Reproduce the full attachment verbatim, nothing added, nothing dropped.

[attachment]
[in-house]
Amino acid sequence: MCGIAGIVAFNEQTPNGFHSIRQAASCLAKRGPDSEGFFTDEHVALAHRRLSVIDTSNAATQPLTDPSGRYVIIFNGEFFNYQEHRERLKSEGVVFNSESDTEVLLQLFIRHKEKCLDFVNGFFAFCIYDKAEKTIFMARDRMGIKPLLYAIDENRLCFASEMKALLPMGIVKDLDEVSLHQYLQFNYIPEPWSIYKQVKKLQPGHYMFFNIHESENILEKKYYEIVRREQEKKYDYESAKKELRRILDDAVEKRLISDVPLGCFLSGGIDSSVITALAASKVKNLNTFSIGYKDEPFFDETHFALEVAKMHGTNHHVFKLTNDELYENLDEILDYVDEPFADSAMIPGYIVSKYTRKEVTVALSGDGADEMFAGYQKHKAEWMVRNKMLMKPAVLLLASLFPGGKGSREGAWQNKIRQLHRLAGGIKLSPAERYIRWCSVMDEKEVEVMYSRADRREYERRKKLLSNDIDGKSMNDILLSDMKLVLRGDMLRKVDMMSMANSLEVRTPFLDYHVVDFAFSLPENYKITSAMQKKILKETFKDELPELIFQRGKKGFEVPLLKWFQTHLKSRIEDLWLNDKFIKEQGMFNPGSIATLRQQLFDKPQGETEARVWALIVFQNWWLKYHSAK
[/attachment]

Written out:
[in-house]
Amino acid sequence: MCGIAGIVAFNEQTPNGFHSIRQAASCLAKRGPDSEGFFTDEHVALAHRRLSVIDTSNAATQPLTDPSGRYVIIFNGEFFNYQEHRERLKSEGVVFNSESDTEVLLQLFIRHKEKCLDFVNGFFAFCIYDKAEKTIFMARDRMGIKPLLYAIDENRLCFASEMKALLPMGIVKDLDEVSLHQYLQFNYIPEPWSIYKQVKKLQPGHYMFFNIHESENILEKKYYEIVRREQEKKYDYESAKKELRRILDDAVEKRLISDVPLGCFLSGGIDSSVITALAASKVKNLNTFSIGYKDEPFFDETHFALEVAKMHGTNHHVFKLTNDELYENLDEILDYVDEPFADSAMIPGYIVSKYTRKEVTVALSGDGADEMFAGYQKHKAEWMVRNKMLMKPAVLLLASLFPGGKGSREGAWQNKIRQLHRLAGGIKLSPAERYIRWCSVMDEKEVEVMYSRADRREYERRKKLLSNDIDGKSMNDILLSDMKLVLRGDMLRKVDMMSMANSLEVRTPFLDYHVVDFAFSLPENYKITSAMQKKILKETFKDELPELIFQRGKKGFEVPLLKWFQTHLKSRIEDLWLNDKFIKEQGMFNPGSIATLRQQLFDKPQGETEARVWALIVFQNWWLKYHSAK